The Gift of Humble Work
Monday of Pentecost 20
8 October 2018
Many years ago, I was present at an eighth-grade graduation at which the principal announced the career goals of each child who was graduating. One appreciates that the children all chose high income careers as their goals: doctor, lawyer, engineer, accountant, and NBA basketball player. The chairman of the school board, who was himself an attorney, responded to this list of career goals by saying (rather awkwardly), "If everyone is a high-income worker, who is going to collect the garbage?" Parents, of course, did not appreciate this question, because every parent expects their children to become successful and high-income adults. Yet, the question delivered by the chairman of the schoolboard is not illegitimate.
 
When I was a child, NHL hockey players were garbage collectors in my home town. These men were my hockey heroes, and I couldn't imagine why they would do such work. When I expressed my confusion, my father told me that they chose the work for two reasons; they needed an off-season job and it was a way to stay in shape for the NHL season during the off season.
 
What would be the condition of our country's large metropolises without garbage collectors? The occasional strike by garbage collectors reminds us how important they are. We see trash pile up on city streets, the stench overwhelming, and the vermin attracted by the rotting garbage. This decisively answers the question why we need garbage collectors. Yet how often do we think about how important garbage collectors are? We think of the work as too humble and even humiliating. Shame on us! How important for us to have the garbage collected.
 
Often the humblest work is the most important. If hospital rooms are not properly cleaned many patients would die of the biological bugs lurking in improperly cleaned spaces. The disease that would be spread by rotting garbage on the streets shows how important these humble tasks are. Cleaning toilets and collecting garbage are essential to our health and safety.
 
This humble work is a blessing, if it is a gift of God. Yet we despise humble work like flipping hamburgers, collecting garbage, cleaning the house, or changing diapers. At one time or another, most of us has had to do humble work like this. Often the gifts of family life given by the birth of children bring us humble service. Our first paying job was likely not the job that we wanted for the rest of our lives, but it was important both to our employer and to ourselves. The employer got the job done that he needed and we learned useful life skills. More importantly, we received from God the gift of daily work and vocation. And because vocation is a gift from God, our faithful service in it cannot be anything but great and glorious in God's sight. The value of daily work cannot be measured by a paycheck. Its value is measured by the honor that God gives to it. We become the highly acclaimed nobility of God in our daily work, no matter how humble.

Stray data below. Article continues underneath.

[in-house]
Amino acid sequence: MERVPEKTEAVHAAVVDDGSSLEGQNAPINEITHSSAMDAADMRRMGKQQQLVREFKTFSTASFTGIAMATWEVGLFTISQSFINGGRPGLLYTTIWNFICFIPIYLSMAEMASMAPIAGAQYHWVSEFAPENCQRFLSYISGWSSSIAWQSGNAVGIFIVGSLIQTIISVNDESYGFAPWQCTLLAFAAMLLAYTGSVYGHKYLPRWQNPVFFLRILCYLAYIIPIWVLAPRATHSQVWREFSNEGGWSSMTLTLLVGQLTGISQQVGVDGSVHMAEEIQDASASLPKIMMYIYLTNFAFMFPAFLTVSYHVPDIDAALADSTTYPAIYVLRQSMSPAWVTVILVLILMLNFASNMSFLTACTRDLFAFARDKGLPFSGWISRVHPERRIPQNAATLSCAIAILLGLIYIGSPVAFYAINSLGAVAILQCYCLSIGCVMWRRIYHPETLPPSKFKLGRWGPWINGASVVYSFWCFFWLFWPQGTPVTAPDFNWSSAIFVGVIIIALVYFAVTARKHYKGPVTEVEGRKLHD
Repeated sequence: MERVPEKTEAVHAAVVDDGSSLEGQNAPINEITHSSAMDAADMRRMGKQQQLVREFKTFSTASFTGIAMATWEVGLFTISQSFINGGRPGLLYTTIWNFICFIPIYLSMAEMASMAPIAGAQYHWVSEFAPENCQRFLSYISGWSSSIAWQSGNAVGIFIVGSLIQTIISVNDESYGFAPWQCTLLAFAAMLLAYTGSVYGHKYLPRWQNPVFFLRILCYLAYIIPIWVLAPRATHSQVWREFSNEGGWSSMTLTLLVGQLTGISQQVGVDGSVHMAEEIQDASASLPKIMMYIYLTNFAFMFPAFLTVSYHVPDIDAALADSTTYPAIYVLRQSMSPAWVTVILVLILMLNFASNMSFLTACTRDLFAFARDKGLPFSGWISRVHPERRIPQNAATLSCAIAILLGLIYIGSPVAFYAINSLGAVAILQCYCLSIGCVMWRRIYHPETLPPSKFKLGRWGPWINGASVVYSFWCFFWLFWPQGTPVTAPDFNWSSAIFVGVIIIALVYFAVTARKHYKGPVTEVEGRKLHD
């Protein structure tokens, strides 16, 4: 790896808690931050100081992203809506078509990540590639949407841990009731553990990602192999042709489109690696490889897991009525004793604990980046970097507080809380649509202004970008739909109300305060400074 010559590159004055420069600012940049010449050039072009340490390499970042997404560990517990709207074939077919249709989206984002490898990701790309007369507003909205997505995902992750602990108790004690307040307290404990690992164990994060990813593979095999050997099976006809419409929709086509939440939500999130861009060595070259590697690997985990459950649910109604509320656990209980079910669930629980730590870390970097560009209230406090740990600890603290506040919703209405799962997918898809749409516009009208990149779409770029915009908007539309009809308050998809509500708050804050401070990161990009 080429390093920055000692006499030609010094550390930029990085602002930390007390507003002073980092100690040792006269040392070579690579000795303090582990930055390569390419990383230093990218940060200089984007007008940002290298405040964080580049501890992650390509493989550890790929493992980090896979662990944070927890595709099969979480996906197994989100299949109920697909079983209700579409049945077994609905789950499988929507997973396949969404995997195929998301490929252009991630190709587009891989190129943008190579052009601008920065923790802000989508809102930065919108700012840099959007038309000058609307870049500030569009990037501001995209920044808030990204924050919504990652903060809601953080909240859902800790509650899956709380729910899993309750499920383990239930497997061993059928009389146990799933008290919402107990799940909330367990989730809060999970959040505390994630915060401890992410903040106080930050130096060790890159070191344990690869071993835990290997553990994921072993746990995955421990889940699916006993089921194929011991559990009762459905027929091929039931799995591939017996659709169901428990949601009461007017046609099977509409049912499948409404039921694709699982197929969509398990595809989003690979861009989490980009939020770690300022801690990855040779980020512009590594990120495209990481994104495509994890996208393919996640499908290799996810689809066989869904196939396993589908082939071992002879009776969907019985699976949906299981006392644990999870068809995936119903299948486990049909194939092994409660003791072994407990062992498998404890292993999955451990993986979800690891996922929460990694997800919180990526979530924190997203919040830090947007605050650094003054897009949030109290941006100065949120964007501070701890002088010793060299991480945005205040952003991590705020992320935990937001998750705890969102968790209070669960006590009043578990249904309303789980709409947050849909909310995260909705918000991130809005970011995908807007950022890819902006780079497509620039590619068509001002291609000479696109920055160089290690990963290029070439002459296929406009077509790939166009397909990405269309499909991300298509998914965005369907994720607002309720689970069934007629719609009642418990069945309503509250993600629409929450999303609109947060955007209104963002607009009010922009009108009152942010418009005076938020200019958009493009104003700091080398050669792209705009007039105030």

Rev. Dr. Scott R. Murray
Memorial Lutheran Church

   Martin Luther
"If this truth (that there is joy in service to parents and rightful authorities), then, could be impressed upon the poor people, a servant girl would leap in praise and thank God. With her tidy work, for which he receives support in wages, she would gain such a treasure of good works. It would be unlike all those gained by people regarded as saints. Is it not an excellent boast to know and say that if you perform your daily domestic task, this is better than all the sanctity and ascetic life of monks? You have the promise, in addition, that you shall prosper in all good and fare well. How can you lead a more blessed or holier life as far as your works are concerned? In God's sight faith is what really makes a person holy and serves Him alone (Rm 4:3-5), but the works are for the service of people. There you have everything good: protection and defense in the Lord, a joyful conscience, and a gracious God besides. He will reward you a hundredfold (Mt 19:27-29), so that you are like a nobleman if you are only pious and obedient. But if you are not, you have, in the first place, nothing but God's wrath and displeasure, no peace of heart, and afterward, all kinds of plagues and misfortunes."

Martin Luther, Large Catechism,
1.145-48
1 Peter 4:7-11

The end of all things is at hand; therefore be self-controlled and sober-minded for the sake of your prayers. Above all, keep loving one another earnestly, since love covers a multitude of sins. Show hospitality to one another without grumbling. As each has received a gift, use it to serve one another, as good stewards of God's varied grace: whoever speaks, as one who speaks oracles of God; whoever serves, as one who serves by the strength that God supplies-in order that in everything God may be glorified through Jesus Christ. To him belong glory and dominion forever and ever. Amen. (ESV)
Prayer
O Lord, grant me both daily work and the heart to offer service with joy and thus show due obedience to employers and other authorities. Amen.
 
For David Hendry, that His God who knows him inside and out would watch over him and grant him the peace that surpasses all human understanding
 
For God to grant to His Church singleness of purpose, that all we do and say would point to His dear Son and the forgiveness He has won for all people
 
For President Dale Meyer and the faculty and staff of Concordia Seminary, St. Louis, that they might be upheld in every good work as they teach the Light from above
Art: Albrecht DURER, The Adoration of the Trinity (1511)
Memorial Lutheran Church
smurray@mlchouston.org
http://www.mlchouston.org
© Scott Murray 2018
Memorial Lutheran Church, 5800 Westheimer Rd., Houston, TX 77057
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